Release Date: February 7, 2006
Love flourishes in ‘West Side Story’ at ASU
Angelo State University will offer Valentine’s Day lovebirds a modern incarnation of a timeless love story when it presents “West Side Story,” beginning Feb. 11.
Ostensibly a version of the Shakespeare classic “Romeo and Juliet,” the musical is set on the tough streets of 1950s New York. Tony, the former leader of the “American” gang the Jets, falls in love with Maria, sister of the head of the Puerto Rican gang the Sharks.
In spite of the friction that arises between the two groups, Tony and Maria’s love flourishes, only to end tragically.
“The story itself does teach us something,” said drama professor Bill Doll, who is producing and directing the musical. “Love can grow out of this huge battle and this hate between two groups. And if it can happen for Tony and Maria, it can happen for anybody.”
The musical will show at 8 p.m. Feb. 10-11 and 17-18 in University Auditorium, 2601 W. Avenue N. There will be a matinee at 2 p.m. Sunday, Feb. 12.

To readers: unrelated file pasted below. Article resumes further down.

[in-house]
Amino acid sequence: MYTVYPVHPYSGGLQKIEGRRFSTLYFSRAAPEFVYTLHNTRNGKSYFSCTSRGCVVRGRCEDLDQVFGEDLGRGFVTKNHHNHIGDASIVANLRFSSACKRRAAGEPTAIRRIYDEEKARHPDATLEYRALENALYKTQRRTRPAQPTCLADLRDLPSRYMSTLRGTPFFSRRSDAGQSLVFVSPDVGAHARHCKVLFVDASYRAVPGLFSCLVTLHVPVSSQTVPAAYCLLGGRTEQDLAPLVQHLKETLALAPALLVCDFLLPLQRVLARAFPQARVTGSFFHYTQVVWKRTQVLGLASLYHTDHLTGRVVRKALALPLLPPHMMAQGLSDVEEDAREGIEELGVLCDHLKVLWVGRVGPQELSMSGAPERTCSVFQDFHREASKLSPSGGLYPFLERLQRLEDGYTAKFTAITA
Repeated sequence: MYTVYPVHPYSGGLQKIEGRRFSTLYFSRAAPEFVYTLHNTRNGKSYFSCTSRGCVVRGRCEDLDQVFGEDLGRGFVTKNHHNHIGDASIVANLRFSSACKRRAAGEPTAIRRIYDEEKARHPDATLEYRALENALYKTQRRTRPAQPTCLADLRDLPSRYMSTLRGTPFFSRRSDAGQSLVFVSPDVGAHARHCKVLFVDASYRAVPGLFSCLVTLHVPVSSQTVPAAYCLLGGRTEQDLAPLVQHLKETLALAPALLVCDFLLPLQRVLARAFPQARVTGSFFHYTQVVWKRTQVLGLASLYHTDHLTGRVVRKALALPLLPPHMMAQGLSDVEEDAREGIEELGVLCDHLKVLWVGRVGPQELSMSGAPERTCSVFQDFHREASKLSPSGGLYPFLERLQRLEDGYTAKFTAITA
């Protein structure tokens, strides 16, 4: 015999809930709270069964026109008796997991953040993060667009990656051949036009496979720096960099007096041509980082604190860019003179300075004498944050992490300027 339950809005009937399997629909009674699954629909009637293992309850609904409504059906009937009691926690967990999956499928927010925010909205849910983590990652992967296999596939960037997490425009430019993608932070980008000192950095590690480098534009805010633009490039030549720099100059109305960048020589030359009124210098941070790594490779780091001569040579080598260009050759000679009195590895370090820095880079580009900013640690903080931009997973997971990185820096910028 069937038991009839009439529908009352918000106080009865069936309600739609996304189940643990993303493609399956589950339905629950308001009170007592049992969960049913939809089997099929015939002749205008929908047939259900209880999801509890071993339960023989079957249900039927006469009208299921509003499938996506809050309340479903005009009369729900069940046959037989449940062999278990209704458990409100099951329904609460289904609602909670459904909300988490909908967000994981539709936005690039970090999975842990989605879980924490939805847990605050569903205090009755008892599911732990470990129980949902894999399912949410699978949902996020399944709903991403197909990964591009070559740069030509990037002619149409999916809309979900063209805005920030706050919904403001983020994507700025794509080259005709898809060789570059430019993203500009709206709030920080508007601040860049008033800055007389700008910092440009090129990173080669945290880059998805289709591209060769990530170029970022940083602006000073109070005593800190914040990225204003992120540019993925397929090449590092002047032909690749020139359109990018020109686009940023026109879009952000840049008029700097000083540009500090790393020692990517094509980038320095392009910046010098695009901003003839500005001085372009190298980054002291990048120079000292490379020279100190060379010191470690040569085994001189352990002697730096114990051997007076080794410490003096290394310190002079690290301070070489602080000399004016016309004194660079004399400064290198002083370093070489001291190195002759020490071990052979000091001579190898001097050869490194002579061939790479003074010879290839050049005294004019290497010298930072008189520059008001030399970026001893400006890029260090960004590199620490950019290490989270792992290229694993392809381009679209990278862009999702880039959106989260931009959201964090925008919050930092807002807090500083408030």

Tickets are $8 for the general public, $4 for non-ASU students and $3 for ASU students. Arts at ASU subscribers are admitted free. Tickets may be purchased at the door 30 minutes before the start of the show, or in advance at the box office in the Carr Education-Fine Arts Building. Reservations may be made by calling 942-2000, 2-6 p.m. Monday-Friday.
Many of the actors and actresses in the ASU production had minimal dance experience. This presented a challenge for Doll and three student choreographers, who had to account for fitting a cast of 32 onto the stage of University Auditorium, then tailoring their movements to the space constraints.
A 12-piece ensemble also was required to perform Leonard Bernstein’s Latin-influenced, brassy score for the musical, adding another piece to the production puzzle.
“When you’re producing a big musical like this, it’s as much about management as it is about reaching a specific vision,” Doll said. “You get a better product when you let people create together and do their job. It’s nice when you have a lot of creative people to work with.”